subtly accepted the fact that these girls
are gone for good? We didn’t even lift a
finger. We didn’t even try enough. Almost
200 days since their abduction, whatever
is being done for their rescue, is definitely
being done at the speed of a snail. It
hurts.

I keep hearing about education reforms.
Don’t mind me, I am a child but I pay
attention to it all. So, do all adults
consider education development as the
construction of more classroom blocks or
as the process of improving the quality of
education? I am wondering if it is the stuff
of adults to think to do better means to
do more or it is just something unique to
Nigerian governments from the states to
the federal level. One continues to see a
theme around seeing the construction of
classrooms as the primary essence of
improving education. At times, it feels like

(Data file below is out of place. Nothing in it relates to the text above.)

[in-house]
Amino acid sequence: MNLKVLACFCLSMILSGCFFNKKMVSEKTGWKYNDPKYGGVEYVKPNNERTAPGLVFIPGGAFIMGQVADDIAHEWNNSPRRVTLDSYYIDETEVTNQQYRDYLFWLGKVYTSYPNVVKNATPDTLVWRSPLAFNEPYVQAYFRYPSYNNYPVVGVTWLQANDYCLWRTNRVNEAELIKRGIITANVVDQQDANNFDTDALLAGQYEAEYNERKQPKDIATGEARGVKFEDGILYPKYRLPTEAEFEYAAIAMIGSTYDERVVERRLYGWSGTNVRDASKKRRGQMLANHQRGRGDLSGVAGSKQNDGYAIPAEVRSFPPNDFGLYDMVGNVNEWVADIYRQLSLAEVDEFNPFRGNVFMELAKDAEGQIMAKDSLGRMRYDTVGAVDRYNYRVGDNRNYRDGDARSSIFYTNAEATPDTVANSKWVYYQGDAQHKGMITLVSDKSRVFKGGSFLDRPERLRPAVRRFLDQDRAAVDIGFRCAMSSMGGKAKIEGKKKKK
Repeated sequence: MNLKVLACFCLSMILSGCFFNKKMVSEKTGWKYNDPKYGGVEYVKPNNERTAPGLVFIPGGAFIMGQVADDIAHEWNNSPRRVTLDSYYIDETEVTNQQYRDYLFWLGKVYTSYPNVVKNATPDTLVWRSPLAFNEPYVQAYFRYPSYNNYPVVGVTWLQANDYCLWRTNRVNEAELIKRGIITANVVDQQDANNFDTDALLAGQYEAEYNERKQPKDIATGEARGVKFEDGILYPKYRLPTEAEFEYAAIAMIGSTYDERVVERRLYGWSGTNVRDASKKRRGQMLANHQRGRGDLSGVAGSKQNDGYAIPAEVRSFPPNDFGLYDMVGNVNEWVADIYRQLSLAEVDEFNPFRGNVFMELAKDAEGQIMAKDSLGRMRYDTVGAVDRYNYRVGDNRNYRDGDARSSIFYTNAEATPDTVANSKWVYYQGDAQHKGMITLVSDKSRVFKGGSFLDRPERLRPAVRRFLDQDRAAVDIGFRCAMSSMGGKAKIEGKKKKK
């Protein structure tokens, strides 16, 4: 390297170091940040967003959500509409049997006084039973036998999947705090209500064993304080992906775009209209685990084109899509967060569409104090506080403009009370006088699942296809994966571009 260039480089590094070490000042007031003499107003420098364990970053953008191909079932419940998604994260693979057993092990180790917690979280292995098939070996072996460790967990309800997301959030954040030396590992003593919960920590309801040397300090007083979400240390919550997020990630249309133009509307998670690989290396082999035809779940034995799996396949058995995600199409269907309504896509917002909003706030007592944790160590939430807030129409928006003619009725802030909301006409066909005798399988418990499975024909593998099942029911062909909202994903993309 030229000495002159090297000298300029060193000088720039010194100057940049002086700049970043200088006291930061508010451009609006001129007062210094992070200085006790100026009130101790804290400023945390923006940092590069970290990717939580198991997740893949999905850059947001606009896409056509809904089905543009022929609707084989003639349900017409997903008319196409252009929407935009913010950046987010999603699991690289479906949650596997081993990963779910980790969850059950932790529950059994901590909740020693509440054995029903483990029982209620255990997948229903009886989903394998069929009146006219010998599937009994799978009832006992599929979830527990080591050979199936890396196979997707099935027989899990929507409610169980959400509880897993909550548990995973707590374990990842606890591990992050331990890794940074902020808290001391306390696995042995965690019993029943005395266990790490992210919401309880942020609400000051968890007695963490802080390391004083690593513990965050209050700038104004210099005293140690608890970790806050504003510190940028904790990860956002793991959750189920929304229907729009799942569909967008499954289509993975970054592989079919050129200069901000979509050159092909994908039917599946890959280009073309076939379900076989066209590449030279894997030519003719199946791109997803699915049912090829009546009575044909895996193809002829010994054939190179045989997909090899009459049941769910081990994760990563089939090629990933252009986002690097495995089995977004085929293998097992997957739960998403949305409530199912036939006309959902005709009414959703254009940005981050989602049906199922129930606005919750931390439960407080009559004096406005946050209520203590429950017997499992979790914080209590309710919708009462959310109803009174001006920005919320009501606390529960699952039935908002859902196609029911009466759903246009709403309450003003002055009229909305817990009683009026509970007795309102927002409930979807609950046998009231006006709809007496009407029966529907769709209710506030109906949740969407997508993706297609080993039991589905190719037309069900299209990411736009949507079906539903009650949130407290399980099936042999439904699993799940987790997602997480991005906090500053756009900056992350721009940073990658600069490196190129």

a loud joke to even see such
achievements listed in “performance”
brochures. I have been attending school
for about eight years now, never at
anytime have I been allowed to assess
any of my teachers. Shouldn’t pupils be
given a chance to assess the teachers so
that the teachers can improve? If we, the
people they teach, don’t help them to
teach us better, who will?
The toughest country to be a child has to
be Nigeria bar a few war-torn countries.
Child mortality is extremely high,
maternal mortality continues to ball with
corruption tearing up scales in
measurements. This is not to mention the
fact that, if one were born in the
northeastern part of Nigeria, one could
easily end up as child slaves to terrorists.
This is heart-wrenching. It does appear no
one genuinely cares about the Nigerian
child. Now, if I, an obviously privileged
child by Nigerian standards, could feel
this bad about how things are, imagine
what would be going through the minds of
children whose daily existence involves
constant battles with death and the
shades of death? One thing is for one’s
country not to have, another is for that
country not to care or be bothered about
the rest as long as the privileged are in
good hands.

Everybody has been screaming about
terrorism. If you lived in a terrorised
community, no food and no hope for
tomorrow, no means of survival, no sense